While front-running is illegal when a broker uses private information about a client's pending order, in principle it is not illegal if it is based on public information. In his book Trading & Exchanges, Larry Harris outlines several other related types of trading. Though all these types of trading may not be strictly illegal, he terms them "parasitic".

A third-party trader may find out the content of another broker's order and buy or sell in front of it in the same way that a self-dealing broker might. The third-party trader might find out about the trade directly from the broker or an employee of the brokerage firm in return for splitting the profits, in which case the front-running would be illegal. The trader might, however, only find out about the order by reading the broker's habits or tics, much in the same way that poker players can guess other players' cards. For very large market orders, simply exposing the order to the market, may cause traders to front-run as they seek to close out positions that may soon become unprofitable.

Large limit orders can be "front-run" by "order matching" or "penny jumping". For example if a buy limit order for 100,000 shares for $1.00 is announced to the market, many traders may seek to buy for $1.01. If the market price increases after their purchases, they will get the full amount of the price increase. However, if the market price decreases, they will likely be able to sell to the limit order trader, for only a one cent loss. This type of trading is probably not illegal, and in any case, a law against it would be very difficult to enforce.[23]

Other types of traders who use generally similar strategies are labelled "order anticipators." These include "sentiment-oriented technical traders," traders who buy during an asset bubble even though they know the asset is overpriced, and squeezers who drive up prices by threatening to corner the market. Squeezers would likely be guilty of market manipulation, but the other two types of order anticipators would not be violating any US law.[23]

"Front running" is sometimes used informally for a broker's tactics related to trading on proprietary information before its clients have been given the information.

For example, analysts and brokers who buy shares in a company just before the brokerage firm is about to recommend the stock as a strong buy, are practising this type of "front running". Brokers have been convicted of securities laws violations in the United States for such behavior. In 1985, a writer for the Wall Street Journal, R. Foster Winans, tipped off brokers about the content of his column Heard on the Street, which based upon publicly available information would be written in such a way as to give either good or bad news about various stocks. The tipped off brokers traded on the information. Winans and the brokers were prosecuted by the prosecutor Rudolph Giuliani, tried and convicted of securities fraud. Their convictions were upheld by the United States Supreme Court in 1986.[24]

One common practice of high-frequency traders (HFT) is a form of front running, where they peer into various exchanges and try to detect orders as they propagate from a broker's order router. HFT traders place many small orders that indicate buying/selling pressure. Those with the shortest lag in reaching other exchanges then place orders on those exchanges to catch the rest of the order, at a more advantageous price.[25] According to Harvard Political Review writer Austin Tymins, HFT firm Citadel LLC made billions of dollars front-running the trades of large institutional investors, many of which are investing on behalf of middle-class clients.[26][27]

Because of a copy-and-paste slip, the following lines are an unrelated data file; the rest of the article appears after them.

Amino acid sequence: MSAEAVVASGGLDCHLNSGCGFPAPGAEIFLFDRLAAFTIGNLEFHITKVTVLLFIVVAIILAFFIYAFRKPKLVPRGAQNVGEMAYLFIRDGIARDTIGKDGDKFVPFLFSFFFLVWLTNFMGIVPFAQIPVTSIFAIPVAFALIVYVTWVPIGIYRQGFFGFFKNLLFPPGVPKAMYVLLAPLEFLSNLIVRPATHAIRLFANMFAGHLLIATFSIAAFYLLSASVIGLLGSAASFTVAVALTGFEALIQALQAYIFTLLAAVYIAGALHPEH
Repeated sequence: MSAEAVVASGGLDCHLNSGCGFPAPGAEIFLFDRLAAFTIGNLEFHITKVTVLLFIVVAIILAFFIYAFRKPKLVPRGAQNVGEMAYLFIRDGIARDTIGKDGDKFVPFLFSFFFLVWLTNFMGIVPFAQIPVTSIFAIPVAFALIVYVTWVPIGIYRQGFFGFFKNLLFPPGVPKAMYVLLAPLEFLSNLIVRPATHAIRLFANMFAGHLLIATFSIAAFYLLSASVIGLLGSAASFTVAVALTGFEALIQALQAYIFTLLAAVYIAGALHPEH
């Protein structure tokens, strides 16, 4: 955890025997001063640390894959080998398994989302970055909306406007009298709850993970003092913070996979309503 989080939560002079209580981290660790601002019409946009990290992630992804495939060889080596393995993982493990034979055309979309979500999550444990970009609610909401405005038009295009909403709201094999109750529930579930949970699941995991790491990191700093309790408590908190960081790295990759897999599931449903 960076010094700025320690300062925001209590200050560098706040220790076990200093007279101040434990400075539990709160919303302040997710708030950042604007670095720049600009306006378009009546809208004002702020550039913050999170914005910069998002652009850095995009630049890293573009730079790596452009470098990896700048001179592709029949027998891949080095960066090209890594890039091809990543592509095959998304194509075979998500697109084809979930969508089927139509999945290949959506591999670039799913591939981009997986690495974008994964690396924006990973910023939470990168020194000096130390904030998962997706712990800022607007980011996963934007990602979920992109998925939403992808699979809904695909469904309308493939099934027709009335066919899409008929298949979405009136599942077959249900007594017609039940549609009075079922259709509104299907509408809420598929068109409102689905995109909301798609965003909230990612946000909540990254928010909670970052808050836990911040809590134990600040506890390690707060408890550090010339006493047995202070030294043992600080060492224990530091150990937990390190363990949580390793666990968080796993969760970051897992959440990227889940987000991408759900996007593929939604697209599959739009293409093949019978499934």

See also[edit]


  1. ^ "Front-running; an Unethical Behavior". SEC. Retrieved 25 July 2014. 
  2. ^ Benjamin, Jeff (September 8, 2013). "Image Repair: Mutual funds still recovering 10 years after scandal". [Investment News]. 
  3. ^ "IEX Group - About Us | A Market That Works For Investors". Retrieved 2014-04-03. 
  4. ^ Massoudi, Arash; Tracy Alloway (March 28, 2014). "'Flash Boys' starts Wall St soul searching". Financial Times. Retrieved March 31, 2014. 
  5. ^ "Michael Lewis 60 Minutes Interview on HFT [VIDEO]". Value Walk. Retrieved March 31, 2014. 
  6. ^ Lewis, Michael (2014). Flash Boys: Cracking the Money Code. London, UK: Allen Lane. ISBN 9780241003633. 
  7. ^ Simon & Schuster /Michael-Lewis authors page
  8. ^ Times Topics: High-Frequency Trading, The New York Times, December 20, 2012
  9. ^ "The New York Times". Retrieved 2014-04-11. 
  10. ^ "Trading chief exits RBC - Financial News". 2012-09-19. Retrieved 2014-04-03. 
  11. ^ "Trading chief exits RBC - Financial News". Retrieved 2014-04-05. 
  12. ^ Weil, Jonathan (April 1, 2014). "Weil on Finance: FBI Hops on Michael Lewis Bandwagon". Bloomberg News. Retrieved April 1, 2014. 
  13. ^ Bradford, Harry (April 1, 2014). "FBI Investigating High-Frequency Traders: WSJ". Huffington Post. Retrieved April 1, 2014. 
  14. ^ Flash Boys p. 35, 35
  15. ^ The New York Times estimates that 50 percent to 70 percent of all trading in 2014 is done by “traders” who live in server parks by computers that run on Algorithm that executes trades in a fraction of the time that it takes to blink.
  16. ^ class action law suit Bats Exchange, Inc violated contract HFT, side deals, pre
  17. ^
  18. ^ "Direct Edge Says IPO Possible After Exchange Status". Bloomberg Businessweek. 21 July 2010. 
  19. ^ "". Retrieved 2012-09-22. 
  20. ^ The Wall Street Journal
  21. ^ CBS News
  22. ^ Wired (magazine)
  23. ^ a b Harris, Larry (24 October 2002). Trading and Exchanges (First ed.). New York: Oxford University Press. ISBN 0-19-514470-8. 
  24. ^ * Carpenter v. United States, Supreme Court decision
  25. ^ Kroft, Steve (March 30, 2014). "Is the U.S. stock market rigged?". CBS News. Retrieved November 2, 2014. 
  26. ^ Tymins, Austin (September 30, 2014). "The Rigged Market: A Review of Flash Boys". Harvard Political Review. Retrieved October 30, 2014. 
  27. ^ The Wolf Hunters of Wall Street An Adaptation From ‘Flash Boys: A Wall Street Revolt,’ by Michael Lewis, New York Times


  • Harris, Larry (2003). "Order Anticipators". Trading & Exchanges. Oxford: Oxford Press. 
  • Khan, Mozaffar; Lu, Hai (August 1, 2008). "Do Short Sellers Front-Run Insider Sales?". MIT Sloan Research Paper No. 4706-08. SSRN 1140694.